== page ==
Wednesday, July 19, 2006

DI spews silliness

"From the first female mayor in the nation, to paving the way for national school desegregation, Kansas has always led the way in ensuring both social and academic freedom."

This is a line from an email the Discovery Institute sent out, and is better than most of what issues from that part of Seattle, in that half of it's factual claims are correct. Kansas did indeed elect the first female mayor in the nation, Susanna Madora Salter of Argonia, Kansas. Of course, she was put on the ballot as an anti-prohibitionist prank that went south, but we'll let that slide. Kansas let its authoritarian tendencies override sexism that day, and much joy was had all around.

The claim that Kansas "paved the way for national school desegregation" is horsecrap. I know this because Teaneck, NJ, where I grew up, was the first school system in the nation to voluntarily institute busing to promote desegregation. Kansas played a role in the desegregation movement, but only by being named lead plaintiff in the legal case which finally brought legal segregation to an end. And it's true that the Topeka Board of Education backed away from its segregated schools before the court case was resolved, so they can't be said to have trailed the pack. But they also didn't lead the way: they were led.

The letter is ostensibly from Jill Gonzalez Bravo, who testified in the Kangaroo Court two springs ago. She's an 8th grade science teacher. Her testimony briefly covers her conversion story, but the interesting part is this passage, in which she responds to criticisms of the new standards.

I have read some of the opposition's opinions and found two common themes that I would like to address… A second thing is is that if we allow discussion into the criticisms of evolution or if we changed the definition of science to not allow only natural causes that this could somehow lead to the educator being forced to acknowledge an array of other viewpoints within the classroom. Okay.

I believe one example was what if a student was interested in the occult. Okay. The teacher would be forced to acknowledge it as somehow valid. My opinion is that I already allow for free exchange of ideas and respect the views of my students when I cover a wide variety of topics. … So if a student showed interest into some aspect of the occult that was dealing with an area of what they perceived science to be, I would encourage them to apply the steps of scientific method and research this interest. It is at that point looking at the data, whether they could gather data or not, that the students-- they would have to gather data, but that the students would need to draw their own conclusions. I take issue with invalidating anyone's thoughts because they may derive from a world view counter to mine.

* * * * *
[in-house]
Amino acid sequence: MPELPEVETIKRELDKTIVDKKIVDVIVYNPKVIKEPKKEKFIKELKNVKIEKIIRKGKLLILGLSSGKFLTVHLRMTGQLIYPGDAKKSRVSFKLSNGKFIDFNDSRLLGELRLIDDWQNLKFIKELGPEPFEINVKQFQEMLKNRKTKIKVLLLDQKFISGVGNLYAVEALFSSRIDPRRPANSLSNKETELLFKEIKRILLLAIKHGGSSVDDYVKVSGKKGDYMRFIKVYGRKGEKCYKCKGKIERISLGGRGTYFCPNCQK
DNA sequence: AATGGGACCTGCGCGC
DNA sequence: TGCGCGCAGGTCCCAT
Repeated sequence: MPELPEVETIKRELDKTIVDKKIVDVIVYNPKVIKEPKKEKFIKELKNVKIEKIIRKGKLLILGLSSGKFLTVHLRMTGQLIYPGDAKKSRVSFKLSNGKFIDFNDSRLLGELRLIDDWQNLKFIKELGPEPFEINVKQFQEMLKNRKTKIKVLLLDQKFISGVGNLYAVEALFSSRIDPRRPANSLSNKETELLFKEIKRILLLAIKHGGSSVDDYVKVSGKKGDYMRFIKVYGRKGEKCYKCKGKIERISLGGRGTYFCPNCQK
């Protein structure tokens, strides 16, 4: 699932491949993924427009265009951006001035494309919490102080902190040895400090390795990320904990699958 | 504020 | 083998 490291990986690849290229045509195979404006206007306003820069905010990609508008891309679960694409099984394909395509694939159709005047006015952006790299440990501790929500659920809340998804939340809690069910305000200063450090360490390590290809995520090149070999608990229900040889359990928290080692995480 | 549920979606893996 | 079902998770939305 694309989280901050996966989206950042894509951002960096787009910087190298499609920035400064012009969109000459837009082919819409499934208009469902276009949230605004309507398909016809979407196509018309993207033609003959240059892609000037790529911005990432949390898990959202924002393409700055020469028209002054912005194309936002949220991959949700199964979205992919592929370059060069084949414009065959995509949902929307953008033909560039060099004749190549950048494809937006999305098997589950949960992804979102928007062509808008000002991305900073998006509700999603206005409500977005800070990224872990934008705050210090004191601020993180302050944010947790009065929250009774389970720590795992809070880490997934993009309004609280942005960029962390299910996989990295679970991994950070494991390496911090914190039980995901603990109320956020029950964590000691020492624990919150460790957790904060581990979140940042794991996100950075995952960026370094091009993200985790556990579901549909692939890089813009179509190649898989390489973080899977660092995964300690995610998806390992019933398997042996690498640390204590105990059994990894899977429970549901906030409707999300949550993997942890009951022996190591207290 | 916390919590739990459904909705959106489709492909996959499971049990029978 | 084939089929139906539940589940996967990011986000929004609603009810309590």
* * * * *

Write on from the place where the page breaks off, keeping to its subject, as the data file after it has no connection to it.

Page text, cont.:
This is very, very bad science education. This is the sort of muddy-headed "relativism" that conservatives are usually all agitated about. The problem isn't the world-view of an occultist, it's that belief in the supernatural cannot operate inside a scientific framework. It doesn't mean it's wrong, and a science teacher shouldn't say that someone is wrong to believe in angels, demons, ghosts or whatever. But since one cannot, by definition, test the properties of these alleged beings, they are not within the realm of science. And a good science teacher would explain why those things aren't science, that not being science isn't necessarily pejorative, and offer to discuss the matter more after class.

The same thing is the right response to questions about creationism, for the same reason.

But saying that she would engage in a scientific discussion of "an area of what [the student] perceived science to be" is wrong. If the student misperceives science, her job is to correct the misperception, not to worry about "invalidating thoughts because they may derive from a world view counter" to hers.

Whether that phrase accurately describes her treatment of evolution is left as an exercise for the reader.